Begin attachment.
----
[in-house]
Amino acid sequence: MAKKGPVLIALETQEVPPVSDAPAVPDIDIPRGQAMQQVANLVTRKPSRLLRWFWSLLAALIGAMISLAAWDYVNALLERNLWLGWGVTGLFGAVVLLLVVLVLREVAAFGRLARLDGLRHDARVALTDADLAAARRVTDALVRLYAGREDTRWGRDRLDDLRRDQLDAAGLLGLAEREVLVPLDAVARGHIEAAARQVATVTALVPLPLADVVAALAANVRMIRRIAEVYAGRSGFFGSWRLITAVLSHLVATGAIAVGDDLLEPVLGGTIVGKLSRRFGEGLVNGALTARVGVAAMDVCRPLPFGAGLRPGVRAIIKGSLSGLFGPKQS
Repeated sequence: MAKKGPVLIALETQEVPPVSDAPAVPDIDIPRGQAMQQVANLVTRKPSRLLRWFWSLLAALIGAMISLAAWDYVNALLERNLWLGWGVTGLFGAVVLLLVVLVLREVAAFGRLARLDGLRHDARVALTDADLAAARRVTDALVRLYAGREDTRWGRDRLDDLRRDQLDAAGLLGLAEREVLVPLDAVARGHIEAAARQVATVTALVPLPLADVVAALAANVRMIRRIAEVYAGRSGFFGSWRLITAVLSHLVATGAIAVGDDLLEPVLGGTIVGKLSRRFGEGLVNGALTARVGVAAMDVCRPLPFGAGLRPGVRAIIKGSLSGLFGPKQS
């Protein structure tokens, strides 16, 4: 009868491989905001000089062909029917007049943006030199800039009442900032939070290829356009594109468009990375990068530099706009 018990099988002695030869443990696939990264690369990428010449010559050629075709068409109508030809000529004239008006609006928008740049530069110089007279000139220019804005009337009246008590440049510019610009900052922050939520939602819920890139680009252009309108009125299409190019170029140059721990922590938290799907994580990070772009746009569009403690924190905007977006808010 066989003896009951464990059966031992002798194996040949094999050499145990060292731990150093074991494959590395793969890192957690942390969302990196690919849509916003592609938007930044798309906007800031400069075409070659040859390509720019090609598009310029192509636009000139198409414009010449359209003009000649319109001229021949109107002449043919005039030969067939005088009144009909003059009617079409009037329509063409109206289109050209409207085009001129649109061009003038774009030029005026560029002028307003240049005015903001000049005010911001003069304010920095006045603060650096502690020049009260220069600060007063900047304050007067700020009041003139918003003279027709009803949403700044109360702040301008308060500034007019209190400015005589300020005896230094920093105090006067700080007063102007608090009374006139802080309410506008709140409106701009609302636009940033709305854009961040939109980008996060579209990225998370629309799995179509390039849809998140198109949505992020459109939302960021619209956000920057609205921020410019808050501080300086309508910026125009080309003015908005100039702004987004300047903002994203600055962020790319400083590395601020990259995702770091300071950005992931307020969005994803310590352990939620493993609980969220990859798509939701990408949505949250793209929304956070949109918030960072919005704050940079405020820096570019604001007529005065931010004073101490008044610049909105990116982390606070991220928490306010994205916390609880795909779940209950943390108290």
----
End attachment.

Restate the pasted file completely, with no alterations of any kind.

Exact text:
[in-house]
Amino acid sequence: MAKKGPVLIALETQEVPPVSDAPAVPDIDIPRGQAMQQVANLVTRKPSRLLRWFWSLLAALIGAMISLAAWDYVNALLERNLWLGWGVTGLFGAVVLLLVVLVLREVAAFGRLARLDGLRHDARVALTDADLAAARRVTDALVRLYAGREDTRWGRDRLDDLRRDQLDAAGLLGLAEREVLVPLDAVARGHIEAAARQVATVTALVPLPLADVVAALAANVRMIRRIAEVYAGRSGFFGSWRLITAVLSHLVATGAIAVGDDLLEPVLGGTIVGKLSRRFGEGLVNGALTARVGVAAMDVCRPLPFGAGLRPGVRAIIKGSLSGLFGPKQS
Repeated sequence: MAKKGPVLIALETQEVPPVSDAPAVPDIDIPRGQAMQQVANLVTRKPSRLLRWFWSLLAALIGAMISLAAWDYVNALLERNLWLGWGVTGLFGAVVLLLVVLVLREVAAFGRLARLDGLRHDARVALTDADLAAARRVTDALVRLYAGREDTRWGRDRLDDLRRDQLDAAGLLGLAEREVLVPLDAVARGHIEAAARQVATVTALVPLPLADVVAALAANVRMIRRIAEVYAGRSGFFGSWRLITAVLSHLVATGAIAVGDDLLEPVLGGTIVGKLSRRFGEGLVNGALTARVGVAAMDVCRPLPFGAGLRPGVRAIIKGSLSGLFGPKQS
């Protein structure tokens, strides 16, 4: 009868491989905001000089062909029917007049943006030199800039009442900032939070290829356009594109468009990375990068530099706009 018990099988002695030869443990696939990264690369990428010449010559050629075709068409109508030809000529004239008006609006928008740049530069110089007279000139220019804005009337009246008590440049510019610009900052922050939520939602819920890139680009252009309108009125299409190019170029140059721990922590938290799907994580990070772009746009569009403690924190905007977006808010 066989003896009951464990059966031992002798194996040949094999050499145990060292731990150093074991494959590395793969890192957690942390969302990196690919849509916003592609938007930044798309906007800031400069075409070659040859390509720019090609598009310029192509636009000139198409414009010449359209003009000649319109001229021949109107002449043919005039030969067939005088009144009909003059009617079409009037329509063409109206289109050209409207085009001129649109061009003038774009030029005026560029002028307003240049005015903001000049005010911001003069304010920095006045603060650096502690020049009260220069600060007063900047304050007067700020009041003139918003003279027709009803949403700044109360702040301008308060500034007019209190400015005589300020005896230094920093105090006067700080007063102007608090009374006139802080309410506008709140409106701009609302636009940033709305854009961040939109980008996060579209990225998370629309799995179509390039849809998140198109949505992020459109939302960021619209956000920057609205921020410019808050501080300086309508910026125009080309003015908005100039702004987004300047903002994203600055962020790319400083590395601020990259995702770091300071950005992931307020969005994803310590352990939620493993609980969220990859798509939701990408949505949250793209929304956070949109918030960072919005704050940079405020820096570019604001007529005065931010004073101490008044610049909105990116982390606070991220928490306010994205916390609880795909779940209950943390108290």